So into this fray comesThe Mortal Instruments: City of Bones, based on the bestselling sextet by Cassandra Clare who, like EL James withFifty Shades of Grey, is a fan fiction refugee. As directed faithfully by Norwegian hired gun Harald Zwart (the first Jaden Smith vehicle,The Karate Kid), the film is painfully derivative and wholly mad but it is at least gleeful (if pedestrian) in its madness. The utterly ridiculous story starts with meticulously tressed teenager Clary (Lily Collins) tooling around Toron Brooklyn with her best pal Simon (Robert Sheehan). She ignores her mom Jocelyn (now officially a nerd icon, Lena Headey) when she tries to talk to her, and wangles her way into a street-level Goth club and promptly witnesses a murder. Or is it? Clary was drawn to the club by a rune only she can see on the sign, which holds great significance to her identity. Ignoring her mother again the next day, she meets up with the killer in an alley (good idea), where he promptly tells her monsters - Downworlders - are real, he's Jace (Twilight vet Jamie Campbell Bower), a Shadowhunter, and so is she. While they chat, a pair of supernatural thugs breaks into her house demanding The Cup from Jocelyn, who drinks poison rather than answer. It's Jace to the rescue, and before you can say Hogwarts he's got Clary and Simon safely locked away at the Institute for Shadowhunting.
The first hour ofMI:COBis a mini version of the entire thing - which is laying a massive amount of groundwork with a million story threads for the next installments (part two goes into production this fall). All the parts are rather soullessly moved into place but the feeling that this is cheap knock-off never quite dissipates. Campbell Bower works hard to smolder in a sexually unthreatening way (and it's pretty hilarious when he does) while Sheehan simpers and pines with unrequited love. Everyone runs around inUnderworldseconds beforestopping to pose through gorgeous cheekbonesand spout lore. There's a "Luke, I am your father!" moment and even a touch of LGBT representation, just to keep thingsau courant, though in this "New York" there are no black or Hispanic Shadowhunters and only one Asian dude. Um, right.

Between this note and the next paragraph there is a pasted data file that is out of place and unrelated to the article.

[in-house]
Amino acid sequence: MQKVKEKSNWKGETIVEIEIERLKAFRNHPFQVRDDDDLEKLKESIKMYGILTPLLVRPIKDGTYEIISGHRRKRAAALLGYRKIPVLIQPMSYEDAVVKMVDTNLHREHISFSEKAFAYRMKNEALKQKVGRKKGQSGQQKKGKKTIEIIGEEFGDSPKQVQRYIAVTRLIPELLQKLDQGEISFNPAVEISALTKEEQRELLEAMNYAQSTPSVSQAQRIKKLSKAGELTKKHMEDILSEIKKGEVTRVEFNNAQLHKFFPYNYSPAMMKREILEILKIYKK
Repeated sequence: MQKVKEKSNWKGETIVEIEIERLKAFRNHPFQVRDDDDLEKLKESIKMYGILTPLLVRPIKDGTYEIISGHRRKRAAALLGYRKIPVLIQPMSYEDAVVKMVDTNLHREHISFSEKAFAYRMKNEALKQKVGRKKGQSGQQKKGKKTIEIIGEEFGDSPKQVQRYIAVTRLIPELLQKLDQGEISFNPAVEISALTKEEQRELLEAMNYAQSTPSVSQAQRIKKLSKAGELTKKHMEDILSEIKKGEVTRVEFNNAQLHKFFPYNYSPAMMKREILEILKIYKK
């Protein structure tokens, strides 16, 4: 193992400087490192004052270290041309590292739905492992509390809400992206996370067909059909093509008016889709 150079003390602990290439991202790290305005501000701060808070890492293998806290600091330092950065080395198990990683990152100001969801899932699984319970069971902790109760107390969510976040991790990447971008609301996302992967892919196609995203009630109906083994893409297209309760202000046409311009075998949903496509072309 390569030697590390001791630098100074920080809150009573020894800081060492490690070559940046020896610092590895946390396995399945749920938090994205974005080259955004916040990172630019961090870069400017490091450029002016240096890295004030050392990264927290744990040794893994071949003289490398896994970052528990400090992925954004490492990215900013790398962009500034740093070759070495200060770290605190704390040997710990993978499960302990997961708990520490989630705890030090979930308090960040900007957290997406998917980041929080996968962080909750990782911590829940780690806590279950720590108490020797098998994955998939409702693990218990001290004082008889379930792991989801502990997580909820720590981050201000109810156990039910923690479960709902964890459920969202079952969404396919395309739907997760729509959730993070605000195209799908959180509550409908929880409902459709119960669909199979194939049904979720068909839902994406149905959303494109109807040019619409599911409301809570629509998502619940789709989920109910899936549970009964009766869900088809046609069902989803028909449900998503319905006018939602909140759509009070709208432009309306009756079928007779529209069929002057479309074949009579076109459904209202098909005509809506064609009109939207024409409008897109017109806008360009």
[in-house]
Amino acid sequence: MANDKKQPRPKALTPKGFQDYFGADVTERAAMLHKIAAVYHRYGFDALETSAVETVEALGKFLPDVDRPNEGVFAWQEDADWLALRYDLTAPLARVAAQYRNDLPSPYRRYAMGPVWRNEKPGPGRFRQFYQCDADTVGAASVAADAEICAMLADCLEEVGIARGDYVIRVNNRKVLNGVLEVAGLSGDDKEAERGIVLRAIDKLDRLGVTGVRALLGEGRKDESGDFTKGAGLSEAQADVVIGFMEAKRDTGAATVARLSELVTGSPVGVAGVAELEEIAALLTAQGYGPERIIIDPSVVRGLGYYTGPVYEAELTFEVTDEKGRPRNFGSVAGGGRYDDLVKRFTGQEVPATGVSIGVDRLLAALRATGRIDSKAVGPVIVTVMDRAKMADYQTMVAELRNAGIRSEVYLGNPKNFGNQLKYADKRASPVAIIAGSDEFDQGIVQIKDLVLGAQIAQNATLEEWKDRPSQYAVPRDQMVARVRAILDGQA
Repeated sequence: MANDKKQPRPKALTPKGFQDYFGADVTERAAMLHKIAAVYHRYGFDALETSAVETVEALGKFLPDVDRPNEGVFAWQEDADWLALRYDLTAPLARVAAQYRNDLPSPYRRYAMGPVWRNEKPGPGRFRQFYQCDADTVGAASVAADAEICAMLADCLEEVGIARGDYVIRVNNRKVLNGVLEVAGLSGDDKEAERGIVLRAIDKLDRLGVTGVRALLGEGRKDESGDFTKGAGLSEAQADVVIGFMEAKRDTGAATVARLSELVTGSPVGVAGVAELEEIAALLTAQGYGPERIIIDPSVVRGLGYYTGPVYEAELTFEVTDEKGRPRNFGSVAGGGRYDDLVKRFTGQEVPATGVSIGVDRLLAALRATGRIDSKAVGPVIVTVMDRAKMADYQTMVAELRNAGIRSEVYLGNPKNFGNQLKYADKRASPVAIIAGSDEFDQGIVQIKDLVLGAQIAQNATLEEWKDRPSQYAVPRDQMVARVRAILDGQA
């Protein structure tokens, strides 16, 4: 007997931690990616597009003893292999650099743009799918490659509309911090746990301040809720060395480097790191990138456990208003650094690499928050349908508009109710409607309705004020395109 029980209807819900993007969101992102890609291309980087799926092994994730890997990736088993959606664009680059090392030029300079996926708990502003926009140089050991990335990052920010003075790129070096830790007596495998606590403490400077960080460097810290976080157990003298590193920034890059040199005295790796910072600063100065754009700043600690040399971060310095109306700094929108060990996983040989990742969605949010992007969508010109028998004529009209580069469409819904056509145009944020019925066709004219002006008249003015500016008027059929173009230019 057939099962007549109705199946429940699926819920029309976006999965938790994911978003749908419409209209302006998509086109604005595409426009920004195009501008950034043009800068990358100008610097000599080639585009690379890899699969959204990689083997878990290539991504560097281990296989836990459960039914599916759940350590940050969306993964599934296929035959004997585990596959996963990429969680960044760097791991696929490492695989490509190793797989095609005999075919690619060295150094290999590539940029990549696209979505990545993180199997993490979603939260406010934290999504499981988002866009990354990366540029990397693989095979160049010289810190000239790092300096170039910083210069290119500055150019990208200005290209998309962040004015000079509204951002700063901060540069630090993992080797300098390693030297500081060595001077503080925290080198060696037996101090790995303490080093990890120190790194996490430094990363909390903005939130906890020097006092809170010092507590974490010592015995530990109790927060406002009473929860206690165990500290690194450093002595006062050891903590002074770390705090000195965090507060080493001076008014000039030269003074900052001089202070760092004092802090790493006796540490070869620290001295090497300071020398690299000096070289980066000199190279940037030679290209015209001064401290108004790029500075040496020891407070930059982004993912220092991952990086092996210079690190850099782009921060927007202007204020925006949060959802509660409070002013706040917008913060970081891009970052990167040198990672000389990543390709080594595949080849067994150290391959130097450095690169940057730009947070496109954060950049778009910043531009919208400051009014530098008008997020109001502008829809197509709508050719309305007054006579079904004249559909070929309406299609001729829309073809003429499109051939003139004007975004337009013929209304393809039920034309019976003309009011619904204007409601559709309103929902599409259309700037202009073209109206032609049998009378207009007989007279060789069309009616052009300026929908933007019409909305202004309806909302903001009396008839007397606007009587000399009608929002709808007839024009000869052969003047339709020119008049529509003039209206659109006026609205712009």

Nonetheless there's a giddy appeal toMI:COBthat makes it enjoyably bonkers despite its weaknesses, and once the Big Bad arrives on the scene to beat the tar out of the whiny heroes, things pick up. Megalomaniac Valentine (Jonathan Rhys Meyers) wants The Cup, which an archangel drank from or something. It is the source of the Shadowhunters' power and with it Valentine can rule the world. Or something. Along the way he drops a number of bombshells on Clary, before she sends him packing and sets up the next chapter. Screenwriter Jessica Postigo (her other credit so far is the upcomingTarzanreboot starring Twilight alum Kellan Lutz - are you sensing a pattern?) has thrown everything into the mix and the result is a calculated mess for an audience that's likely a lot smarter than this. It certainly doesn't break any new ground, and to demand the kind of devotion that creates juggernauts writers and filmmakers really need to break new ground. The overwrought romance that started this all touched a nerve that previously hadn't been. Jennifer Lawrence's on and off-screen everywoman groundedness liftedThe Hunger Gamesway above its station. Collins has neither the material nor the personality to do the same forMI:COB, but with the foundation out of the way next year'sThe Mortal Instruments: City of Ashesmight hit its stride. Time will tell if The Next Big Thing has arrived but the prognosis looks bleak. And now's the time to say it: It's still better than Twilight.
The Mortal Instruments: City of Bonesopened in Hong Kong on Thursday.
(HK Edition 08/23/2013 page7)